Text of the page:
Streaming to drive global digital music market towards US$22.7bn in sales

29 Aug 2012

The global digital music market is expected to grow 15pc year on year and will be worthy US$22.7bn by 2017, analyst firm Ovum predicts. Subscriptions to streaming services like Spotify and Rdio will contribute largely to this – 46pc growth per year – on the back of bundling deals with ISPs and mobile operators.

Ovum predicts growth across most regions except North America and Europe where mobile music is expected to decline by 5pc and 7pc as ringback tones fail to make up for the decline in ring tones.

“The decline in the growth rate of mobile music from previous forecasts is mainly due to the underperformance of ringback tones, the dominance of free ad-supported music, and data costs that are making over-the-air (OTA) mobile music less appealing to consumers,” Ovum consumer telecoms analyst Mark Little explained.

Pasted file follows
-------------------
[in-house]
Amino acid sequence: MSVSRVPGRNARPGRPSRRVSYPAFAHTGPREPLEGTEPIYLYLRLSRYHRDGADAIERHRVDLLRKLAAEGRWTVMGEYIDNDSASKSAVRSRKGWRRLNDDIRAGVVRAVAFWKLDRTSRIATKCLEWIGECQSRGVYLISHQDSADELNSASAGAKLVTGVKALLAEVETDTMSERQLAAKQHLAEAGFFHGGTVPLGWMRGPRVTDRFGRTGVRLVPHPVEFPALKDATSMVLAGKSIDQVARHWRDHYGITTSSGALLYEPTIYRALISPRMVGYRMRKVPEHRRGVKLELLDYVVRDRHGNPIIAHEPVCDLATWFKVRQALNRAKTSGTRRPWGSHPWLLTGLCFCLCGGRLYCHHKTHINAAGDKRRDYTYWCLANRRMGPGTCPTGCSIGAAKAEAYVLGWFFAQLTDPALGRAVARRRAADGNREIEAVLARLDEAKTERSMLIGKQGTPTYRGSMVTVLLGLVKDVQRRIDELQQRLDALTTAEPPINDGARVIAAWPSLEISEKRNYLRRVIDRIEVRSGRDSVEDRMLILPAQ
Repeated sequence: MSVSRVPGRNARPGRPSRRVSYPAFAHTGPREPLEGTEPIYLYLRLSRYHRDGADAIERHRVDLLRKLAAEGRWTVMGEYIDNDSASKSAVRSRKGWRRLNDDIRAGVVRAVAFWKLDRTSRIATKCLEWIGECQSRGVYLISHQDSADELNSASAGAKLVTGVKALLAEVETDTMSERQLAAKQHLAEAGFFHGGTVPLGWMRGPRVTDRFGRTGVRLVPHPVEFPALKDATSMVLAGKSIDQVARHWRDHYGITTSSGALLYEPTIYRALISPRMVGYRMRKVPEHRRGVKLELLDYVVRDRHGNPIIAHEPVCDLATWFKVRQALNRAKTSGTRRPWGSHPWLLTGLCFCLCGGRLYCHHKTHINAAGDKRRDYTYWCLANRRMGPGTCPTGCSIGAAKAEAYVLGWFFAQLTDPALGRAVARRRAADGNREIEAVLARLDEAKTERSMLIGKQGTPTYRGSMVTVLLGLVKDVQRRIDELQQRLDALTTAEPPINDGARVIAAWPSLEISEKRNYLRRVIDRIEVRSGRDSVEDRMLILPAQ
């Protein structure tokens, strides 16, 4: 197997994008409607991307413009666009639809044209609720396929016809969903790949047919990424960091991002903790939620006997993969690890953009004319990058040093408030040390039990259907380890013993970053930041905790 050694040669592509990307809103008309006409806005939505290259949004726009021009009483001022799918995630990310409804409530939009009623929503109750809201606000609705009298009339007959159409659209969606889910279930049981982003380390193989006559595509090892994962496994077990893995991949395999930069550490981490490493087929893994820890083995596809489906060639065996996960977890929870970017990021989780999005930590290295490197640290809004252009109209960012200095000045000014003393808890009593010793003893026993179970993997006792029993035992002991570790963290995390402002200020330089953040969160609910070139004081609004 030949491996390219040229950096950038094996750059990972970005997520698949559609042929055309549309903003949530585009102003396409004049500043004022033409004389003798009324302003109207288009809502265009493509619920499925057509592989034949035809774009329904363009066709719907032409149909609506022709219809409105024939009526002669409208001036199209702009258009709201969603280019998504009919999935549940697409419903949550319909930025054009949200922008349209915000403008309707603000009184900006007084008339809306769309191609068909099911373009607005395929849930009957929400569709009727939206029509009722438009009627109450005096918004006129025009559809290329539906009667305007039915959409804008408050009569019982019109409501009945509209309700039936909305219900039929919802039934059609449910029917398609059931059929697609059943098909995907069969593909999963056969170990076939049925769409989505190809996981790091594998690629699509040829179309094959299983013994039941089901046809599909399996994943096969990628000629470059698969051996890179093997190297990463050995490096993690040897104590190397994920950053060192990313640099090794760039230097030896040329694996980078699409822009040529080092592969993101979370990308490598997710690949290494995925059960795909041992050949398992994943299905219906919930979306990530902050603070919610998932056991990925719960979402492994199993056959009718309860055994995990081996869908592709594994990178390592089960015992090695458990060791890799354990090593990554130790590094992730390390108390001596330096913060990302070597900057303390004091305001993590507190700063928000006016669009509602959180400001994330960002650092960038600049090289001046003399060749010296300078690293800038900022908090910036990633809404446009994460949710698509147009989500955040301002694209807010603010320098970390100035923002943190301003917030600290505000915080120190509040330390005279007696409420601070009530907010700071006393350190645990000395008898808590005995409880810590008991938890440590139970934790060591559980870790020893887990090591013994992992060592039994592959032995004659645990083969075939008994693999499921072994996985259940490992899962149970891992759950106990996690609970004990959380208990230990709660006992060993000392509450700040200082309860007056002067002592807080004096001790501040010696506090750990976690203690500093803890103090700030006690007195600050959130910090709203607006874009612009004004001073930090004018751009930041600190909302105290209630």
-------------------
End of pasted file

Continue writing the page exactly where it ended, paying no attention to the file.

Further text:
He said that while mobile music is having a rough ride (particularly in the west), consumers are recognising the benefits of the subscription model, being able to access tens of millions of streamed songs for the price of a CD every month rather than owning individual downloads.

Telcos are helping to drive streaming subscription revenues

Telcos are helping to drive subscription growth with mobile music bundles, leading to significant growth in South & Central America, for example, with over 50pc of compound growth.

“In Asia Pacific, growth created by consumers migrating to subscription services such as Lismo Unlimited from KKBOX in Japan will result in a regional compound annual growth of 44pc.

“With Spotify landing in the US, joining Rhapsody, Sony Music Unlimited, Rdio and MOG, such brands are helping reinvigorate on-demand subscriptions, and we estimate a 40pc CAGR over the forecast period.

“We expect the main driver of digital music in the forecast period to be subscriptions, because it is a format that can be easily bundled by service providers, as well as offered directly, resulting in increased penetration of subscriptions around the world,” Little said.

Music image via Shutterstock

John Kennedy is a journalist who served as editor of Silicon Republic for 17 years